Hands helping paws: Students volunteer at MLAR
By Kelly Benning, Staff Reporter
Her name is Princess. She is a pit-bull and her owners abused and eventually abandoned her. Her rescuers believe that she was once a part of a dog-fighting ring.
Despite her dark past and shy disposition, Princess has developed a special relationship with juniors Emily Shertzer and Sara Burns who both volunteer at Main Line Animal Rescue (MLAR).
MLAR, located in Chester Springs, rescues hundreds of abandoned animals and dogs from puppy mills. They strive to provide a home for as many animals as they can and prepare the animals to be adopted into permanent homes as soon as possible.
The MLAR helps many animals with special needs, and provides necessary medical care to all of their pets. After the animals are adopted, however, the MLAR continues to feel responsible for the animal and will take it back under their wing if the family cannot care for it anymore.
“The main goal is to provide a very high, happy standard of living for the animals and also to provide some sense of normalcy,” Burns said.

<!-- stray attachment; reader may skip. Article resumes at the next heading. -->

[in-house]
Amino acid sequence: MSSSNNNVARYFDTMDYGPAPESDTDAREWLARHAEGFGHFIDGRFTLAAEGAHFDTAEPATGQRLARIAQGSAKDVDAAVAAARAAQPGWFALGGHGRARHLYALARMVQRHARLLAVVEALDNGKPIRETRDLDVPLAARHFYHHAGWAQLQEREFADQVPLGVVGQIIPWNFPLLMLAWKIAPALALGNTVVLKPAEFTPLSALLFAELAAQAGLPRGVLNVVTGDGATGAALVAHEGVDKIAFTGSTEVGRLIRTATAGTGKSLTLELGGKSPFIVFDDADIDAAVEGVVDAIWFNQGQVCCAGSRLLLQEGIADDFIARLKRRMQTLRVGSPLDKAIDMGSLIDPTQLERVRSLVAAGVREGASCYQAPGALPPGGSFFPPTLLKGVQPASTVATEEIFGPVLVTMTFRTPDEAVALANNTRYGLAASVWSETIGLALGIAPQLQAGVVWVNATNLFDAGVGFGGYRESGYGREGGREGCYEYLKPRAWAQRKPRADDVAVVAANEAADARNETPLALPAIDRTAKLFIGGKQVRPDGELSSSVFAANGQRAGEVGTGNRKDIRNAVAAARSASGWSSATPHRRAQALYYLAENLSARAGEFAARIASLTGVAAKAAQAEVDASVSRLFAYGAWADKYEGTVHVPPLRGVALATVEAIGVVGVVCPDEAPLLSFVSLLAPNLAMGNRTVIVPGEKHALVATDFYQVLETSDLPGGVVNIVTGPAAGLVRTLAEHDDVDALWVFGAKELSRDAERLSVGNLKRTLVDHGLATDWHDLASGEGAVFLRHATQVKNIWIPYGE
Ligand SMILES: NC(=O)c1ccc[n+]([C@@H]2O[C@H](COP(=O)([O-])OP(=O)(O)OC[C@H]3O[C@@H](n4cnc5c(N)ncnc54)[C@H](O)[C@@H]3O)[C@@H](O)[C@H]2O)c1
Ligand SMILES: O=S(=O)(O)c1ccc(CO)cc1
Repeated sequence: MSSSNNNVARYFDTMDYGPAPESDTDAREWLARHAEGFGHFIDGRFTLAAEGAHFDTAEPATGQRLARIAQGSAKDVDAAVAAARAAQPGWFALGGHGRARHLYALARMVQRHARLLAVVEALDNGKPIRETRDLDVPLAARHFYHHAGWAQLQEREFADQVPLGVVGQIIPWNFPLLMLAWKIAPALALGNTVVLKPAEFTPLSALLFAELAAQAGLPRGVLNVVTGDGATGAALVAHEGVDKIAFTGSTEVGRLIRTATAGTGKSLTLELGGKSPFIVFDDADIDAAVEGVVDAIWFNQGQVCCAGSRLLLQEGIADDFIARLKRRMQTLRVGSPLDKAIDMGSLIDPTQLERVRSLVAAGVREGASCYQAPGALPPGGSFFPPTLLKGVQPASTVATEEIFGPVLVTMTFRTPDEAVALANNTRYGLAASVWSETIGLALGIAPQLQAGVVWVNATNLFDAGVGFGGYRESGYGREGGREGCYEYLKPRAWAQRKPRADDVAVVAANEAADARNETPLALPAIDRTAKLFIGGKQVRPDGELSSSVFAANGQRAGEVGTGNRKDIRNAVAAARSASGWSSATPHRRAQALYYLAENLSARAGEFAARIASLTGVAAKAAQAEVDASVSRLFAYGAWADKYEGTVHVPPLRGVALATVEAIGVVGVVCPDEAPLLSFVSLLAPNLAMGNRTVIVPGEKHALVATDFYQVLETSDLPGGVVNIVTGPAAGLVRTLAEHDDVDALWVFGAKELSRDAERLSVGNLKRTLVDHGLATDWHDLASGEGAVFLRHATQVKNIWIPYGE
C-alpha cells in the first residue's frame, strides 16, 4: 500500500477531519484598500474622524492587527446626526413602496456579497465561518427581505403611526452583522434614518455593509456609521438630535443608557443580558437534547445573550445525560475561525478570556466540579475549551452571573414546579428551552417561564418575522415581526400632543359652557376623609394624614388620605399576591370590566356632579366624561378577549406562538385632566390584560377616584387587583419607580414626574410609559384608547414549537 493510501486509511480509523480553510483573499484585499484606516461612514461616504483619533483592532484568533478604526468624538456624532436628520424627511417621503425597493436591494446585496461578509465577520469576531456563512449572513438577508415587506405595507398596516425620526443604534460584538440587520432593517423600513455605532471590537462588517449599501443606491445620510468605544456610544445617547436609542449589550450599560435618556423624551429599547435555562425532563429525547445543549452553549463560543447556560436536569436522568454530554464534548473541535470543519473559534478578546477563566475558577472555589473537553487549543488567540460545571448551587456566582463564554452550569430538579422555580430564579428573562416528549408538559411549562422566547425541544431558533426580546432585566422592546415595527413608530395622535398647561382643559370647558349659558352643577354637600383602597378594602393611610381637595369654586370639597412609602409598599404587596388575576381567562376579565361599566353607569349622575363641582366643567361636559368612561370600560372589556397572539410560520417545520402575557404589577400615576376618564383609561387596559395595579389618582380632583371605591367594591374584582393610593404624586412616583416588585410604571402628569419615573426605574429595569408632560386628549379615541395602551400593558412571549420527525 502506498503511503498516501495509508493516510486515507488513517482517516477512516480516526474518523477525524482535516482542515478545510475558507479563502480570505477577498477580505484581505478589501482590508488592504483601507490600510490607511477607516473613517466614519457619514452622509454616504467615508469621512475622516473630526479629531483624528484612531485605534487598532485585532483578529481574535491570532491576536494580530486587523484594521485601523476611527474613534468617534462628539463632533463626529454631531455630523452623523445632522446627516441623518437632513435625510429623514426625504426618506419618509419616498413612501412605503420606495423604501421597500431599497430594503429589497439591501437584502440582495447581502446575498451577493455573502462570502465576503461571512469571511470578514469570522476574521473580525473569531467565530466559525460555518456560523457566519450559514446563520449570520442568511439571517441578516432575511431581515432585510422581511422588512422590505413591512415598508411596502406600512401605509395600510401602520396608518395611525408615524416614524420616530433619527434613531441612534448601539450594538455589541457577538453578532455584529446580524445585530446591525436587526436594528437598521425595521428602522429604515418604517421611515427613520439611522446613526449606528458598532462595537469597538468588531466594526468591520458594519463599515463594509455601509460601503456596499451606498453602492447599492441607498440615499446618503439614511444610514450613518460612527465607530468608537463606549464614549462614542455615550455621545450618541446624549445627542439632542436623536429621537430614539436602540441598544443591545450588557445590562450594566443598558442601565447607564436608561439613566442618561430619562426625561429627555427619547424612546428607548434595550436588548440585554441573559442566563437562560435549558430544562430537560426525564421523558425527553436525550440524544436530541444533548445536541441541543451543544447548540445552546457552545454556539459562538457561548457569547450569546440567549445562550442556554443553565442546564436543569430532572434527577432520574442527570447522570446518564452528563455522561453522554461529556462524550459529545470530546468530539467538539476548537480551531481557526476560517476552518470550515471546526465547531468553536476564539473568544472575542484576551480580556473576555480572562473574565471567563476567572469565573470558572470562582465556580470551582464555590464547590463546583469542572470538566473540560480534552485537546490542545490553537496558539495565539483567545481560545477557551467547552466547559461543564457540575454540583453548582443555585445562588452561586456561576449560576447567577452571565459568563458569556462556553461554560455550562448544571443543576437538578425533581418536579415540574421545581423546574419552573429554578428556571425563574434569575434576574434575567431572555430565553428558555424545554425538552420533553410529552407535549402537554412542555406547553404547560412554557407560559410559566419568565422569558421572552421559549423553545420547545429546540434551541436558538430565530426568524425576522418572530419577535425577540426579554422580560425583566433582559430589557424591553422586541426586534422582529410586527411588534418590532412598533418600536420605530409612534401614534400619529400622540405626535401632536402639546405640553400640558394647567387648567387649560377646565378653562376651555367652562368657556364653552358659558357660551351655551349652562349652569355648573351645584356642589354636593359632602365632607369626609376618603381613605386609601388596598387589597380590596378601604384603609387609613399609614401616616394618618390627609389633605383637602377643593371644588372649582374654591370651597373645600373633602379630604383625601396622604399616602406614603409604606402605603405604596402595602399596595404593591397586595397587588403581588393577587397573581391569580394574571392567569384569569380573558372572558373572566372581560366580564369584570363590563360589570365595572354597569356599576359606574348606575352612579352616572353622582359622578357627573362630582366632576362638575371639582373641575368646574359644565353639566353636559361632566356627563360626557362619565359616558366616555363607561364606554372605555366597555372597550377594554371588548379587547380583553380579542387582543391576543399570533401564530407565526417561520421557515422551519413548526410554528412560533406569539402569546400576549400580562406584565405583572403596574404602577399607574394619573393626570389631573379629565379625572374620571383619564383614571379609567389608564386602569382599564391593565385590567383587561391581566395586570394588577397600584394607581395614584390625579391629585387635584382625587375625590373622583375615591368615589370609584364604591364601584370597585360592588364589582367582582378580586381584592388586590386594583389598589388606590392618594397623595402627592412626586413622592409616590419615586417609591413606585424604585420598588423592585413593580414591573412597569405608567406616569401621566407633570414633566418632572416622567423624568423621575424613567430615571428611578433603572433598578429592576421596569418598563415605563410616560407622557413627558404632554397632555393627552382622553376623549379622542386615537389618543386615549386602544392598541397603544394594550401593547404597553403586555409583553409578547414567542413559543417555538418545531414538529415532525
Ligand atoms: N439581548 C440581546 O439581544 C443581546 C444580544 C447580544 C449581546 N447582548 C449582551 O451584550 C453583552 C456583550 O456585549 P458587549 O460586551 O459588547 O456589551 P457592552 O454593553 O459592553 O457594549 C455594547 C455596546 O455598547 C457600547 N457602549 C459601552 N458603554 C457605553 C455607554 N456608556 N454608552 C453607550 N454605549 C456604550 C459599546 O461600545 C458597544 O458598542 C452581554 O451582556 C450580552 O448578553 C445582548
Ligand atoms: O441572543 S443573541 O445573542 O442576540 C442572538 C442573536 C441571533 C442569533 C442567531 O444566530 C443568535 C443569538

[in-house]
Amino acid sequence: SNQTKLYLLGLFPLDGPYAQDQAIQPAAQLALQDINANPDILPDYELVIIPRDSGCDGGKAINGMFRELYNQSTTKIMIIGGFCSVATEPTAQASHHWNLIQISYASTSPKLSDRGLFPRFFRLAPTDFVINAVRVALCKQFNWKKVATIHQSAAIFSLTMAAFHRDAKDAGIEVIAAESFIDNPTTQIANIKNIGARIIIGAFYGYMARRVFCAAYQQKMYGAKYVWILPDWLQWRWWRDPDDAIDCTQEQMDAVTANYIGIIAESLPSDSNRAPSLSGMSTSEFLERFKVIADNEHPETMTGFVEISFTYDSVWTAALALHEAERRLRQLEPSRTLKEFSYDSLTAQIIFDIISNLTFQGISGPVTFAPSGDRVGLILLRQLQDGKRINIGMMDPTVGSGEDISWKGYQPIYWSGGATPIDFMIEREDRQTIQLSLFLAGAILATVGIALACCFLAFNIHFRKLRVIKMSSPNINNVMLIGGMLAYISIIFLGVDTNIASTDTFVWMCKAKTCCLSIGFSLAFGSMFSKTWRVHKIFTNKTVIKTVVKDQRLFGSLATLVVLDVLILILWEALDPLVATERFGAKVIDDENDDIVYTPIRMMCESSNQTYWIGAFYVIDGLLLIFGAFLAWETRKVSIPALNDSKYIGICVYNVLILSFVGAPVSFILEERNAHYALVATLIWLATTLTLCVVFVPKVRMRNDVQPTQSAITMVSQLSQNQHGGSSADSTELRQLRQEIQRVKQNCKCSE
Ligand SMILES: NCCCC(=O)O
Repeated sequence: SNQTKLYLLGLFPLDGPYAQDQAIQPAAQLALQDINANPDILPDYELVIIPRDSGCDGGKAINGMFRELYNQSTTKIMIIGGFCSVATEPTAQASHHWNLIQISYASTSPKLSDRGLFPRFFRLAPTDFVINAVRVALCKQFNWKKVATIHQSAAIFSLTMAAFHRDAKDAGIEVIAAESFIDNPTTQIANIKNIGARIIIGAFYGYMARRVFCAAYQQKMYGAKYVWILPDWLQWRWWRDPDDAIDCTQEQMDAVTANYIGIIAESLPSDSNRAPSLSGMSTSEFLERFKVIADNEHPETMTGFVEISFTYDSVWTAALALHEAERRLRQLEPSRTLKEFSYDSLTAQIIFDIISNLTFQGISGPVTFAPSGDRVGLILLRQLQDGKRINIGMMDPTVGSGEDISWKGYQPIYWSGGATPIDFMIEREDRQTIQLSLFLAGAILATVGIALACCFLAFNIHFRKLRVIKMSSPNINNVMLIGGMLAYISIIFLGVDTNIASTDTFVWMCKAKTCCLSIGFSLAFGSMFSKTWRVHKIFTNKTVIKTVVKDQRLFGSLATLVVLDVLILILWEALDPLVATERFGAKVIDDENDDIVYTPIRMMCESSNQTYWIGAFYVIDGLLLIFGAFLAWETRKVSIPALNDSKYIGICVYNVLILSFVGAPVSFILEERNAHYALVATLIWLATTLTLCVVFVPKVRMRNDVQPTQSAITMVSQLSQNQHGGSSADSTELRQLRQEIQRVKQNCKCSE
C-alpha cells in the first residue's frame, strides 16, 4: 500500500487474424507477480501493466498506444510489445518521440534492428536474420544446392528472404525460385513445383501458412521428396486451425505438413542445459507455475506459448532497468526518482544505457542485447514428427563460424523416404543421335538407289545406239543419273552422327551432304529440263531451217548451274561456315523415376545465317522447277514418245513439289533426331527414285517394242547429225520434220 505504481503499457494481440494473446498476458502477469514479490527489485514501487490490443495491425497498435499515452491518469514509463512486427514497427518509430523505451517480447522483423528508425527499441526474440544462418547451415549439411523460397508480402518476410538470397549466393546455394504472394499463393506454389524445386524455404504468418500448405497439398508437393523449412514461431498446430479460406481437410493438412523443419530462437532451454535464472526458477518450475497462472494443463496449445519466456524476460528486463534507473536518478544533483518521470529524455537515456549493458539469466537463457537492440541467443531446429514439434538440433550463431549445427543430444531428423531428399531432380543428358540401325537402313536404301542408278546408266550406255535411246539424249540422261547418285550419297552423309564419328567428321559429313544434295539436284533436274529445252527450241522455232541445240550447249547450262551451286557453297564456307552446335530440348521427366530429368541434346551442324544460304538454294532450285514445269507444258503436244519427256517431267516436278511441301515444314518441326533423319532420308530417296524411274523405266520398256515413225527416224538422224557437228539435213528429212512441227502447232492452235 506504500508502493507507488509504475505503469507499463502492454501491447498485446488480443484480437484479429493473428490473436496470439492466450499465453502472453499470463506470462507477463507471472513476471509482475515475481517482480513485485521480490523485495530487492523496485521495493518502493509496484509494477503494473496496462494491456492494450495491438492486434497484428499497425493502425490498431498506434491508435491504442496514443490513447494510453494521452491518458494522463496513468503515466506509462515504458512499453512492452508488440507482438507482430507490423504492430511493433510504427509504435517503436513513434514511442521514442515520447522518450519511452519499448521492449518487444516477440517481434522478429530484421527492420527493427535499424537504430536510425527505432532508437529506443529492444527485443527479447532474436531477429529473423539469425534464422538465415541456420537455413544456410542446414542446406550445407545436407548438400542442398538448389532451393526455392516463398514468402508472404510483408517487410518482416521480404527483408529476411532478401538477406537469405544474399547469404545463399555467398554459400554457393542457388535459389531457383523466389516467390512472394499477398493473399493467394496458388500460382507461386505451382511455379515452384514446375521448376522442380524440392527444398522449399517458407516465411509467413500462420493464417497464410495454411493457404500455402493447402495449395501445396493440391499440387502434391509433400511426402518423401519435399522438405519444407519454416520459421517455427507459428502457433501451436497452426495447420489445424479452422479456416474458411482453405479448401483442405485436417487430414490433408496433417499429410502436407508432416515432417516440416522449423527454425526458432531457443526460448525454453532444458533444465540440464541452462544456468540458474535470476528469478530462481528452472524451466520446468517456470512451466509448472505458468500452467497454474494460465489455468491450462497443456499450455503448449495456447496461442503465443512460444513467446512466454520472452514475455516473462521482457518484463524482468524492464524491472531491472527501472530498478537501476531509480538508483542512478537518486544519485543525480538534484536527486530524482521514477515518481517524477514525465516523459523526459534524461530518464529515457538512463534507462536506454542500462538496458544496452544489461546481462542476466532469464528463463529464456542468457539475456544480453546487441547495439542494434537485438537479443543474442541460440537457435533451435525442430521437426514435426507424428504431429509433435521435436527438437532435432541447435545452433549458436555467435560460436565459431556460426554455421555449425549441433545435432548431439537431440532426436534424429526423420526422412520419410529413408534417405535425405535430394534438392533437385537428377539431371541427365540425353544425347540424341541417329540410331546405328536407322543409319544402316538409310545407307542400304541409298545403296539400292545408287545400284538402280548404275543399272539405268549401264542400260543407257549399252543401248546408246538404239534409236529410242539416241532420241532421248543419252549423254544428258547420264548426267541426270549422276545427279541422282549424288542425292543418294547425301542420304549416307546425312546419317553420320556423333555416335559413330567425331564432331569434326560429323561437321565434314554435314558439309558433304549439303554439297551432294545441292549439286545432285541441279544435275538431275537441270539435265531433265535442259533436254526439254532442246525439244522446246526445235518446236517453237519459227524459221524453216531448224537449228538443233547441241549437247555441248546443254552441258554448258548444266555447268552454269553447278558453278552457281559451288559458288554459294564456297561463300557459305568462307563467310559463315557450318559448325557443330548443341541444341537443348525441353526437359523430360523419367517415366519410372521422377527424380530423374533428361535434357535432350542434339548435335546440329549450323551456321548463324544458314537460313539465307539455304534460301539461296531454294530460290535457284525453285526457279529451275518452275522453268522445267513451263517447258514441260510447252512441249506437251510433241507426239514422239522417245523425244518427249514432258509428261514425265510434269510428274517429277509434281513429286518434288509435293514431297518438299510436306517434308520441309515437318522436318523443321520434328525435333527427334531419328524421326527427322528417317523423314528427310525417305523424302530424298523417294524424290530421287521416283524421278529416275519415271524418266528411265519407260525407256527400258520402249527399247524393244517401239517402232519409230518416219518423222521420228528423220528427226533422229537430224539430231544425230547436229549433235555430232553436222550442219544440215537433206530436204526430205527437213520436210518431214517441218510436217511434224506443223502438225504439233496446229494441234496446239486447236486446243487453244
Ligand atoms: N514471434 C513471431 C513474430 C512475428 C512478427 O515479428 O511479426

To do this, MLAR has volunteers socialize the animals. Because many of the rescued animals were abused or mistreated in some way, they are often overly aggressive or shy. Temperamental issues like these must be resolved in order to find the animals a loving home.
The opportunity to work with a wide variety of animals appealed to sophomore Anna Perme, who is currently in training to become a volunteer for MLAR. She was motivated to join the cause because of the shelter’s support for animal rights.
“I think that people should treat animals with as much respect as they treat their neighbor,” Perme said.
Shertzer and Burns travel to the rescue every Sunday to take dogs for walks, play with the animals, pet them and generally show them lots of affection, often something with which they are completely unaccustomed.
“By going to the shelter you get to see so many types of dogs and types of cats that you really just get a better appreciation for animals in general and a better understanding of their behavior,” Burns said.
Kelly Benning can be reached at firstname.lastname@example.org.
This article originally appeared on p. 16 of the June 6, 2011 issue of The Spoke.